SI.com college football writer Stewart Mandel shares his commentary, analysis and random tidbits on the latest developments around the country.
8/15/2007 04:02:00 PM
Can These Star-Studded RBs Break Dayne?
Rutgers RB Ray Rice could break the all-time rushing record if he stays at Rutgers for his senior season.
The theme of Sports Illustrated’s 2007 college football preview issue (which should be arriving in your mailbox shortly) is “The Year of the Running Back,” and while I had absolutely nothing to do with its selection (I just write what they tell me), I do think it’s an apt choice.
Though this is probably not the first time that we in the media -- always on the look out for the next trend sweeping the sport -- have declared a particular season to be “The Year of the Running Back” (actually, it’s not even the first time this Web site has declared a Year of the Running Back) -- this time, we really, really mean it. Seriously.
Take a look around the country. Darren McFadden. Steve Slaton. Mike Hart. Ian Johnson. Ray Rice. These aren’t just your average, run-of-the-mill college running backs, people. Arkansas’ McFadden and West Virginia’s Slaton are not only leading Heisman contenders but likely Sunday stars of the not-too-distant-future. Michigan’s Hart is 793 yards away from breaking the career rushing record at a school that’s had ... oh, just a few talented tailbacks in its time. Boise State’s Johnson rushed for a staggering 25 touchdowns last season and one highly memorable two-point conversion. And Rice carried the ball an unfathomable 335 times for 1,794 yards, tops among all returning running backs.
And if you think those guys are special, look at some of the youngsters following closely behind them. Clemson’s C.J. Spiller notched a dazzling 7.3-yards-per-carry average as a freshman last season while splitting time with James Davis. Ohio State’s then-freshman backup Chris Wells, who most believe will follow in the footsteps of Buckeye greats Archie Griffin, Robert Smith and Eddie George, offered a glimpse into the near future with his 52-yard touchdown run in last year’s Michigan game. And celebrated USC recruit Joe McKnight is already drawing comparisons to recent Trojans star Reggie Bush with some of his eye-popping practice runs this month, including a 75-yard Bush-esque punt return in a scrimmage last weekend.
As my colleague Austin Murphy so eloquently put it in this week’s magazine, “There hasn’t been such a constellation of star ball carriers since the late 1970s, when the careers of Marcus Allen, Earl Campbell, Tony Dorsett, George Rogers, Billy Simms and Charles White overlapped.”
All this running-back talk -- including a phone conversation I had last weekend with Dorsett, who appears in a side-by-side photo comparison with Slaton in this week’s issue -- got me to thinking about that most sacred of college football records, the one Dorsett himself held for 22 years before Ricky Williams (1998) and Ron Dayne (’99) broke it in consecutive seasons. Yep -- the all-time rushing record.
No one’s come close recently to touching Dayne’s benchmark of 6,443 yards, both because there haven’t been a whole lot of epic running backs, and those who were either did not play much early in their careers (LaDainian Tomlinson, Larry Johnson) or turned pro early (Bush, Adrian Peterson). Seeing as all of the aforementioned current stars besides Hart are underclassmen, I thought it would be fun to figure out which ones have the best shot.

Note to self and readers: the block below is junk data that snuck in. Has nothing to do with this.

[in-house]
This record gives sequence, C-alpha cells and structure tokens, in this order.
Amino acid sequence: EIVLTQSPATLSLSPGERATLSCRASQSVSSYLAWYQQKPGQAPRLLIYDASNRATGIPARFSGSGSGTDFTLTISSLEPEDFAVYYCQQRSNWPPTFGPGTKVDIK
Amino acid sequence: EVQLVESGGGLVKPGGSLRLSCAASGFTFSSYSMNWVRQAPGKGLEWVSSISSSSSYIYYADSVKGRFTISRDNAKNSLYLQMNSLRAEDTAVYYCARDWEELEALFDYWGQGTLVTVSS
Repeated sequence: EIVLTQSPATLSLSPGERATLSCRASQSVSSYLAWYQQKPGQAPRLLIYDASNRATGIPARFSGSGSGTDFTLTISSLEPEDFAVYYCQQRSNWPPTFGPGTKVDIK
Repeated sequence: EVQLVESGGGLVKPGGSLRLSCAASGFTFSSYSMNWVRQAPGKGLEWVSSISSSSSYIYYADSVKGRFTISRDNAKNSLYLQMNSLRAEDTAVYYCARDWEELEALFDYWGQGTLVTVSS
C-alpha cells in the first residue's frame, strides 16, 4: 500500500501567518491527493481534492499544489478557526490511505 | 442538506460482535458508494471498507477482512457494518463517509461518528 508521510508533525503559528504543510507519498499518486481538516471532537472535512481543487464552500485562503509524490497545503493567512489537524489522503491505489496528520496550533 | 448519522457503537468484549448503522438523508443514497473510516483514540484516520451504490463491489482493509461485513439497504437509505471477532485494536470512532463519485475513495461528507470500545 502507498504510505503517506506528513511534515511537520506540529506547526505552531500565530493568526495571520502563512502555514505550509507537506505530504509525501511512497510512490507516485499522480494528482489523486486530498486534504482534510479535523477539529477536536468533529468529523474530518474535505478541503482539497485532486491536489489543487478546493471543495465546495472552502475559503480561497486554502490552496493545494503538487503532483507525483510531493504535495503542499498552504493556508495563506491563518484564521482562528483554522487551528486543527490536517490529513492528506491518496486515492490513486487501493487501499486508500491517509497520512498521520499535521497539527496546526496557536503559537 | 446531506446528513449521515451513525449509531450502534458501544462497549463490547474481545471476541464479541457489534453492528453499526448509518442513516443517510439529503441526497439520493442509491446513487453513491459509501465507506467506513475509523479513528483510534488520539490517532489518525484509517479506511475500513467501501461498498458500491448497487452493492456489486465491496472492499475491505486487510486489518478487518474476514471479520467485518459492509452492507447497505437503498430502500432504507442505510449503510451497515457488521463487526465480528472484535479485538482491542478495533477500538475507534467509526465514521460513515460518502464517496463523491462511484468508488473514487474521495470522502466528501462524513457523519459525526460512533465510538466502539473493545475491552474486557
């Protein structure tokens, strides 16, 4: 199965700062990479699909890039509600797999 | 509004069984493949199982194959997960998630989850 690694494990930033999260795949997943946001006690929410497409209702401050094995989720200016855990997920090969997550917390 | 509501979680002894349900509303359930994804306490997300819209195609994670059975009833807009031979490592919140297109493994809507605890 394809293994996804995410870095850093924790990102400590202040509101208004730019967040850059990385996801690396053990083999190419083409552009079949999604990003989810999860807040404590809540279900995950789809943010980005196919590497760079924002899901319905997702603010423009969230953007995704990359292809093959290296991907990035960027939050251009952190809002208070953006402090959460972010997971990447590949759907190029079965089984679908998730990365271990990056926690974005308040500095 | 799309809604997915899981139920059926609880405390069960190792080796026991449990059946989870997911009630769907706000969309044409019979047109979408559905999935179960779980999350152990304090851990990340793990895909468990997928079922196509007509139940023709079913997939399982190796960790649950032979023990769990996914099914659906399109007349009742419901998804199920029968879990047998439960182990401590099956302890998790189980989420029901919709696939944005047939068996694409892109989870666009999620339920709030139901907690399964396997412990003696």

When calculating such things (like during Barry Bonds’ home-run chase), writers always extrapolate a player’s stats using his current “pace.” However, since most of these guys played more extensively as sophomores than they did as freshmen, I used only their 2006 stats as the projected “pace” for 2007-08. In other words, if they were to run for the same number of yards the next two seasons as they did this past one, they would finish with X number of yards.
Steve Slaton: 2005-06: 2,872 2007-08: 3,488 Total: 6,360
Ray Rice: 2005-06: 2,914 2007-08: 3,588 Total: 6,502
Ian Johnson: 2005-06: 2,377 2007-08: 3,428 Total: 5,805
So there you have it. Rice is already on pace to eclipse Dayne, Slaton and McFadden aren’t far behind while Johnson faces an uphill climb. That said, you’d be hard-pressed to find too many folks who believe McFadden and Slaton will still be in college in 2008 (McFadden’s own mother already said as much), Rice’s workload figures to drop a bit this year now that Rutgers has some more weapons in its passing game and, with all these guys, you never know how injuries and/or number of games (for instance, Arkansas playing in the SEC title game last year) will affect their statistics.
What do you think? Will this current crop of running backs go down in history as one of the greatest? Or will we just be talking about another “Year of the Running Back” in 2010?
Your pace argument is pretty interesting, but assumes a lot. It was rare enough for Williams and Dayne to play four years, and the focus on star players is much greater today than when they played. I see all of the above guys leaving early, for huge money based on hype, deserved or not.
While they're quality players (play for Dallas, please!), if either Rice or Johnson run for 6500 yards against such poor defenses, the record will be devalued.
Also, if I remember correctly, Williams' title game and bowl rushing totals did not count in his record. Then the NCAA changed the rule.
A fine article, but with one glaring omission- the entire piece was written without a single mention of the man who currently starrs at the school where Dayne once set the hallowed mark- PJ Hill. If you want to talk pace, no one has a better chance of shattering the rushing mark than Hill, after his 1,569-yard freshman campaign. Even if he doesn't get better (even though you assumed McFadden/Slaton/Rice/Johnson would accumulate significantly more yards in the future) that would still put Hill at 6,276 career yards, already better than McFadden and Johnson, and less than a hundred behind Slaton. When are the Badgers- and Hill- gonna get some love???